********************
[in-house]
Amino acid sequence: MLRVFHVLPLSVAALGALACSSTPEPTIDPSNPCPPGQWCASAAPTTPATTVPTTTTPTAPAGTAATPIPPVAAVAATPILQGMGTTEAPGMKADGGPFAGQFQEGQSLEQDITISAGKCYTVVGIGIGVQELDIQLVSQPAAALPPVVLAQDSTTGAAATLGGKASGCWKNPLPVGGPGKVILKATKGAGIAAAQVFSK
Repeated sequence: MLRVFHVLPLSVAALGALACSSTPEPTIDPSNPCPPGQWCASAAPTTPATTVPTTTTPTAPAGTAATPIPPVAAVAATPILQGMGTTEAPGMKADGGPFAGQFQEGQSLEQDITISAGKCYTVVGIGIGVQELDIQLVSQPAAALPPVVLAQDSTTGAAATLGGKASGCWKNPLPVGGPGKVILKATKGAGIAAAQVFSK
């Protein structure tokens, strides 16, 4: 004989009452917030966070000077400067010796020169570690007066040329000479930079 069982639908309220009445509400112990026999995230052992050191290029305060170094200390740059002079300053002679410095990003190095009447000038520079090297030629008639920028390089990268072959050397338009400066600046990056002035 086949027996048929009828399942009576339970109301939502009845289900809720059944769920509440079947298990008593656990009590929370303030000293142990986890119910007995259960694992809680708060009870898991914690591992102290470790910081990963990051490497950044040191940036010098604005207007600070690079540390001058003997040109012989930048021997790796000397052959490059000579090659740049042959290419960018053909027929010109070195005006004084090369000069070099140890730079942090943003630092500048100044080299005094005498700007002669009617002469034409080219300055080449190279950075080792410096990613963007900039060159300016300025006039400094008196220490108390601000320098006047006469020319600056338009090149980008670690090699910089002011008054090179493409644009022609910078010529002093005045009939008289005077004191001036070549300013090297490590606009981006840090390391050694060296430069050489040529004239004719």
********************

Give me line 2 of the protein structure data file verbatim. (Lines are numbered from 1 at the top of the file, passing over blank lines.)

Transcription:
Amino acid sequence: MLRVFHVLPLSVAALGALACSSTPEPTIDPSNPCPPGQWCASAAPTTPATTVPTTTTPTAPAGTAATPIPPVAAVAATPILQGMGTTEAPGMKADGGPFAGQFQEGQSLEQDITISAGKCYTVVGIGIGVQELDIQLVSQPAAALPPVVLAQDSTTGAAATLGGKASGCWKNPLPVGGPGKVILKATKGAGIAAAQVFSK